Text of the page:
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Ave Mors: Volume 4

Breaking through traditional genre boundaries.

Words by Ryan McCarthy:

Black metal is an inherently exploratory genre. More an ideological declaration than a predefined sound in its infancy, black metal today has a distinct sonic identity. But in spite of the musical pillars that uphold the genre, experimentation and straight-up weirdness are nothing new. This week’s column highlights two records that fall under the experimental umbrella, straying away from some of black metal’s tropes, and succeeding in producing albums that offer an innovative take on the traditions of the genre.


ADVENT SORROW - Kali Yuga Crown

ADVENT SORROW is an Australian black metal outfit formed in 2009. Despite the band being a decade old, the first time I ever heard ADVENT SORROW was in 2017 with their single Pestilence Shall Come. I was immediately hooked. There was something genuinely dark lurking just behind the walls of distortion on that six minute track, and I was instantly left wanting more. Finally, two years later, they delivered.

With Kali Yuga Crown, ADVENT SORROW has unleashed a unique and compelling brand of what probably qualifies as depressive suicidal black metal sans some of the usual trappings of the genre, most notably the howled vocals. Don’t get me wrong, the vocals on Kali Yuga Crown certainly sound tormented and inhuman, but they aren’t what you would traditionally associate with a DSBM band. Rather, they have a harsh, almost gargle-like quality, sounding like some demented emperor urging his soldiers on in the heat of battle.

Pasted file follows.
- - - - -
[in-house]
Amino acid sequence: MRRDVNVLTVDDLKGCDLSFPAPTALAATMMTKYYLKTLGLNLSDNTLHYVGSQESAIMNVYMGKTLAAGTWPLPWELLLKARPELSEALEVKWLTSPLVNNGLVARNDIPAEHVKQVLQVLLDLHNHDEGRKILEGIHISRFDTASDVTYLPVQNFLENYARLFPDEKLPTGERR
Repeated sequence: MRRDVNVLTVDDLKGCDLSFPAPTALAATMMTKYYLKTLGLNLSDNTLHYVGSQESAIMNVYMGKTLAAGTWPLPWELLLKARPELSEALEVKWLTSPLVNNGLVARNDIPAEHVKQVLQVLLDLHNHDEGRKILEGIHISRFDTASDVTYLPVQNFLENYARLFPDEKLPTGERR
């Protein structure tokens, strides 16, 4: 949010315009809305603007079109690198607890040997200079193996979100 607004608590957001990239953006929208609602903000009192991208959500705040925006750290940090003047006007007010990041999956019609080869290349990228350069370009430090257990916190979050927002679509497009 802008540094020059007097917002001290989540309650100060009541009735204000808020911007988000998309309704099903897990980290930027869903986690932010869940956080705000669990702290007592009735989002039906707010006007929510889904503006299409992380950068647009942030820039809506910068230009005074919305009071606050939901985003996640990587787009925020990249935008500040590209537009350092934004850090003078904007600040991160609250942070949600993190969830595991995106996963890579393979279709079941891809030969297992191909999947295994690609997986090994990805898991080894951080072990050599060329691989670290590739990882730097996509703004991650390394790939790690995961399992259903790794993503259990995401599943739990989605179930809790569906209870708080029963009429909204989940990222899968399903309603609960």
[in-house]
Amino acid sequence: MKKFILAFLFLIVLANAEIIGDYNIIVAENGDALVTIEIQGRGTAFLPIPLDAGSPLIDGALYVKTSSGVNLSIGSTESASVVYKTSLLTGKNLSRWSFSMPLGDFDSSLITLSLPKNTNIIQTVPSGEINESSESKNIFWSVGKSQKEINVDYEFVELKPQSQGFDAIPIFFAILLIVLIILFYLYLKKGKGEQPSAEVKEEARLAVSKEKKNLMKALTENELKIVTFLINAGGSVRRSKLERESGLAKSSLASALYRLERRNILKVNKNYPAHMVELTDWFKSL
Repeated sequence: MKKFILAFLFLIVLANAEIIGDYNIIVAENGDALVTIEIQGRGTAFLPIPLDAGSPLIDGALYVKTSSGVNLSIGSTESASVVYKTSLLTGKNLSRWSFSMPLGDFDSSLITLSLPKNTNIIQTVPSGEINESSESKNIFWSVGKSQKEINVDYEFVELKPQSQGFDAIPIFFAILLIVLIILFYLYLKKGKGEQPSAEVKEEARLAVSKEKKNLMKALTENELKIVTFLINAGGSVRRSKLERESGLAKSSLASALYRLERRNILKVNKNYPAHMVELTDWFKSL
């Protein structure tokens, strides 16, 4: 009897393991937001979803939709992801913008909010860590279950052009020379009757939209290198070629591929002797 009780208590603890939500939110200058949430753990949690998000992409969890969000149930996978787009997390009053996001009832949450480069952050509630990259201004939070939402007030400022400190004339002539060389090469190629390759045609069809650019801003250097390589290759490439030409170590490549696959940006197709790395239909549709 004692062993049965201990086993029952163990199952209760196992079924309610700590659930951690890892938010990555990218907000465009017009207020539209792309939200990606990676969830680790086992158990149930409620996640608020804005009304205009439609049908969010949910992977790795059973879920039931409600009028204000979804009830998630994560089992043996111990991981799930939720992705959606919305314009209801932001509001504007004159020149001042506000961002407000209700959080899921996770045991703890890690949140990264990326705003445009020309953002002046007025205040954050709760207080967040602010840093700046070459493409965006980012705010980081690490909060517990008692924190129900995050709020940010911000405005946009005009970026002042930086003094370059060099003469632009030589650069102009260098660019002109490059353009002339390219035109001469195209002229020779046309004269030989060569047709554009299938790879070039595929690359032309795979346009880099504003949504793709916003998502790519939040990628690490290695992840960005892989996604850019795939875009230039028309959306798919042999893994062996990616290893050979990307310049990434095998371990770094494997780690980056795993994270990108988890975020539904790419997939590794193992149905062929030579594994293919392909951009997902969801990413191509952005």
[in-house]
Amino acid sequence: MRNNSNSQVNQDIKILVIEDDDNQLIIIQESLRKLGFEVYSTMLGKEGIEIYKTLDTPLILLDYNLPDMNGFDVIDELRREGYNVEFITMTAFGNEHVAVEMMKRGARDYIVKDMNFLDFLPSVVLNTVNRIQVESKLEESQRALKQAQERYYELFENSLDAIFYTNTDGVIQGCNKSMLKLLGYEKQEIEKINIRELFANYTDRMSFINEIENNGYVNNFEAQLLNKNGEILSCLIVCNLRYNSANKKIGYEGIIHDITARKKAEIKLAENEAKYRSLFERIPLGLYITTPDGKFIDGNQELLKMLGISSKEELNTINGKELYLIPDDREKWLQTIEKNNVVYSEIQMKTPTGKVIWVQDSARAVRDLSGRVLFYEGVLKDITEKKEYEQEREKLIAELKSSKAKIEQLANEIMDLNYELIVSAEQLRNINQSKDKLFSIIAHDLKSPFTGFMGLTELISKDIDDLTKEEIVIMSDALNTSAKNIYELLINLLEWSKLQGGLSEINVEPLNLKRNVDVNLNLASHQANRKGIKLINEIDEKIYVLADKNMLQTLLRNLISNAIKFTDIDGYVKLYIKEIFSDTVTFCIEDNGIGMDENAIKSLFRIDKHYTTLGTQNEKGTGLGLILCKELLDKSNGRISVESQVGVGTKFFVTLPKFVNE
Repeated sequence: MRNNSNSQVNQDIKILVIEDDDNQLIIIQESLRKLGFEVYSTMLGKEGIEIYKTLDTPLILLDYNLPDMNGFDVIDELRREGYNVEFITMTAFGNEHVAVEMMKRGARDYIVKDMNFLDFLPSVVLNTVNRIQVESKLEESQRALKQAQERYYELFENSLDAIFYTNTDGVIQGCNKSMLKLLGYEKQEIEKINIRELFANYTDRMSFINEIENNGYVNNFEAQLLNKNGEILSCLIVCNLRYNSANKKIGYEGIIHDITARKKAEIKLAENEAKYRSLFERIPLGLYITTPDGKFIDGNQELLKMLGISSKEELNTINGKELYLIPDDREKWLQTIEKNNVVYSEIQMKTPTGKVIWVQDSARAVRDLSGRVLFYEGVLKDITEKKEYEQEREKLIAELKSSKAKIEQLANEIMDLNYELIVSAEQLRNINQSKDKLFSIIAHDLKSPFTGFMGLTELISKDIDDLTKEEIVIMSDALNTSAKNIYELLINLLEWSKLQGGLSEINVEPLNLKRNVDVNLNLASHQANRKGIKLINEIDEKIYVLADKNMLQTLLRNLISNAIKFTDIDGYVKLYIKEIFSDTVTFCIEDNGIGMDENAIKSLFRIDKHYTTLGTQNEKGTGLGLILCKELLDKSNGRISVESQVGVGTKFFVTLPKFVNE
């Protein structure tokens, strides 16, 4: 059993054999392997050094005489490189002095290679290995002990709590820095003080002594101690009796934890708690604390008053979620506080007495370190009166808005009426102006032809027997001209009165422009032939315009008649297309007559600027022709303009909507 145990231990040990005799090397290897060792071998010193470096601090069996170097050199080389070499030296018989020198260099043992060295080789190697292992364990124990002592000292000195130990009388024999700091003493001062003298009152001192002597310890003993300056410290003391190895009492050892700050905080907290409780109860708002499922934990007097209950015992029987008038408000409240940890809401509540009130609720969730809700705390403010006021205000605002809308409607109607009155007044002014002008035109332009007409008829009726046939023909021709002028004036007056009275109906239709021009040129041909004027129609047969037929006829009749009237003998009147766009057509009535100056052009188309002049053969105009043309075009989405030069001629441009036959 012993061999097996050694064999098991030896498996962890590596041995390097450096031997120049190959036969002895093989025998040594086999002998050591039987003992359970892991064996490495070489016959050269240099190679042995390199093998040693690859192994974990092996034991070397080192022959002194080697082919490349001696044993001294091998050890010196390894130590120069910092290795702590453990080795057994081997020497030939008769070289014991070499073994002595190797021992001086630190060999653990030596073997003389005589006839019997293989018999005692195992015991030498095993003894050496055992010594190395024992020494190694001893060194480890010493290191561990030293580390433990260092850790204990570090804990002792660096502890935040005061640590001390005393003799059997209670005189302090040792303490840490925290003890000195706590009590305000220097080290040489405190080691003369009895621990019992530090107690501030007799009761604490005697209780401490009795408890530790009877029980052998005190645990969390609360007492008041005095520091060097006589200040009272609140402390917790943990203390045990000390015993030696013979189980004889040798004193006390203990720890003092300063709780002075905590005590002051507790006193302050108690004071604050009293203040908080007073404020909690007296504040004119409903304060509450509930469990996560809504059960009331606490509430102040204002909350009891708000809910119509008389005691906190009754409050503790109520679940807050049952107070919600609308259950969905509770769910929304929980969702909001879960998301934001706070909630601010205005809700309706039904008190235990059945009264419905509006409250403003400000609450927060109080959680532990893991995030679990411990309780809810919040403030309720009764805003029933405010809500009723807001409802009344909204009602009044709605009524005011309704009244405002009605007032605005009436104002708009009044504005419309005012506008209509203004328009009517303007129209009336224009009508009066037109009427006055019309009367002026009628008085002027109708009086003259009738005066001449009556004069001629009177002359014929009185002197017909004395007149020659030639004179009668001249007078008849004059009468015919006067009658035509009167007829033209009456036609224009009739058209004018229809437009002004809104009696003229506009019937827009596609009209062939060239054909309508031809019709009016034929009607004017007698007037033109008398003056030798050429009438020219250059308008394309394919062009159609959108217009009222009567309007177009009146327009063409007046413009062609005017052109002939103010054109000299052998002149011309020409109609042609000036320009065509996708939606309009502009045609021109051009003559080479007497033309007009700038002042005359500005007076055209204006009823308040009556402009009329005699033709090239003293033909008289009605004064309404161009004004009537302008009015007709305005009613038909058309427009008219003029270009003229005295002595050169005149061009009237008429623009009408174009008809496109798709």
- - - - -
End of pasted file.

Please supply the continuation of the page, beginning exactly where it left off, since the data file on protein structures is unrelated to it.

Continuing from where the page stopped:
Many of the riffs on this record are actually surprisingly emotional, conveying a sense of loss and longing for something unnamable. In contrast, some sections of this record are very slow, crushing, and militant, with an almost industrial quality. A quick glance at the album art and the track titles should give an idea of what sort of aesthetic ADVENT SORROW are crafting on this record. Seriously, this is some of the coolest and most original album art I’ve seen come out of the genre in years. A bit uncharacteristically for me, some of my favorite parts of this album were actually the slower, doomier sections. ADVENT SORROW has really achieved a very unique and effective blending of genres here.

The sound clip at the beginning of the second track, Wolf & Weapon, is incredibly unsettling and gives ADVENT SORROW a bit of regional flavor (considering most people I know outside of Australia aren’t familiar with Chopper Read and his… antics). But at the end of the day, I wouldn’t say that the Australian scene has a super defined sound, leaving ADVENT SORROW free to meld genres and styles to great effect.

Lyrically, they’re offering a mixed bag of murder, torture, and warfare - certainly not traditional fare for any band who could be identified as “depressive”. The lyrics actually remind me a bit of AUTOKRATOR (ONLY lyrically, of course, not sonically at all). The last track switches things up and seems to be a sort of requiem for the destruction of the natural world, which also fits well with the sense of loss conveyed by both the riffs and the name of the band. All in all, Kali Yuga Crown is an album that challenges the listener to set aside their preconceived notions and expectations and take the music at face value, and every time I listen I understand more and more why that’s a very good quality for an album to have.